no-knead bread

Posted: November 12, 2013 in Uncategorized

I can mark my different cultural experiences by the bread I ate there. My father, whose favorite food could be boiled down to “hot bread” always knew the closest bakery anywhere we went and at what time they opened so that he could buy their bread when they were fresh from the oven. On Fridays (Saudi’s weekend) my dad would head over to the baker down the street at eight am and order two flatbreads – one plain for him and one sugared, for us. He’d return home with the plastic that carried it steaming, the condensation brimming around the edges. In the Philippines, he’d get up at five for the a bag of a dozen pan de sal (literally “bread of salt”) for our breakfast. On a short trip to Singapore, I woke up to him at the foot of the bed already chomping on a fresh sandwich from the bread cart down the street from the hotel. When I left for college, I didn’t immediately pick up the habit until I left for my study abroad my junior year in Paris. I found a bakery at Denfert-Rocherot stop that had fresh bread at 8 am, so I’d stop by before my first class to get a loaf “coupe” just so that I could watch them feed the bread through the little machine. Jimmy introduced me to sourdough bread in Vermont. I’ve been intimidated by making bread, however – all that kneading! So imagine my surprise when I found this recipe. It’s easy, easy, easy. And the extra day’s planning ahead is little sacrifice for the Proustian madeleine experience of fresh bread on a weekend morning.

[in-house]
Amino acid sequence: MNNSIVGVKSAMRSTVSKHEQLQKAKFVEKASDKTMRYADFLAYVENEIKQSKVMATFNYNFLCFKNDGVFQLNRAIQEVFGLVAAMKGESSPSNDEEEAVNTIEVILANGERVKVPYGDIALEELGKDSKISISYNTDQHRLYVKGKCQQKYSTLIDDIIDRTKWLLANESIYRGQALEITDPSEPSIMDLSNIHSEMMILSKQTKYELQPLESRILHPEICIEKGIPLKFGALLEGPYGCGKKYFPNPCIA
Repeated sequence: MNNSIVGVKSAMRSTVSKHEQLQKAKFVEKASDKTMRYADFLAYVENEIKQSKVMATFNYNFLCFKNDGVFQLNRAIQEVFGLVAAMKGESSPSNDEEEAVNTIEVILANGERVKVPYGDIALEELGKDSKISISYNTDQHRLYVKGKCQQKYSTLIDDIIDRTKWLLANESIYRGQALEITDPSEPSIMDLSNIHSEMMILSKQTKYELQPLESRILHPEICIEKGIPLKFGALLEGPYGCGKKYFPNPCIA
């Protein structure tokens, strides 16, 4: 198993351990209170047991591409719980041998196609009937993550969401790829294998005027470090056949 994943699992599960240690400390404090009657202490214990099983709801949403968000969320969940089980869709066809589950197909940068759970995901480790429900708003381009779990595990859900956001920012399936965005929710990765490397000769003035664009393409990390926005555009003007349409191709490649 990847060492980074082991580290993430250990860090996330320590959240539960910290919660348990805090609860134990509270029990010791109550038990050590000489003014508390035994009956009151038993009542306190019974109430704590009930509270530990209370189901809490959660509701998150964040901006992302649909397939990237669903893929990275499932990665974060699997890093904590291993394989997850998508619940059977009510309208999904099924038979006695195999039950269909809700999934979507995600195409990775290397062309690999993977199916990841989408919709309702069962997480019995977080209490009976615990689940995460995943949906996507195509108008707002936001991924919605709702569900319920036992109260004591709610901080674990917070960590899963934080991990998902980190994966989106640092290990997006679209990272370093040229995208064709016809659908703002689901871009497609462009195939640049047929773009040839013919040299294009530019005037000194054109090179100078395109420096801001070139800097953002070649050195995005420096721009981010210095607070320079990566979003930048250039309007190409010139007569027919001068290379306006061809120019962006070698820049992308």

bread

The recipe was taken from Simply so Good: Crusty bread.

3 c bread flour
1 tsp active dry yeast
1 tsp salt
1 1/2 c water, warm

Directions

1

Whisk flour, yeast and salt in a 3-4 quart bowl with a tight fitting lid. I like to use my trusty Tupperware. If you don’t have a bowl w/lid use plastic wrap on a bowl. Add the water and stir with a wooden spoon until the dough is mixed well. The dough will be quite sticky and shaggy looking, but that’s OK. Cover the bowl and set aside for 12-18 hours,(up to 24) overnight is fine.

2

Preheat oven to 450 degrees. Place a cast iron Dutch oven with the lid into the oven while preheating and heat the pot/lid for 30 minutes. Meanwhile, scrape the risen dough from the bowl onto a heavily floured surface. (Dough will still be very sticky.) With floured hands, gently shape the dough into a round loaf, making sure there’s enough flour on the surface so dough doesn’t stick. let the dough just sit there until you’re pot is preheated.

3

Take the hot pot from the oven and gently place the dough into the pot. Cover with the lid and return to the oven and bake for 30 minutes. Remove the lid at that time and return the pot to the oven for another 10-15 minutes. Gently shake the loaf onto a cooling rack and enjoy the beautiful aroma. Give it a chance to cool before cutting into the loaf.

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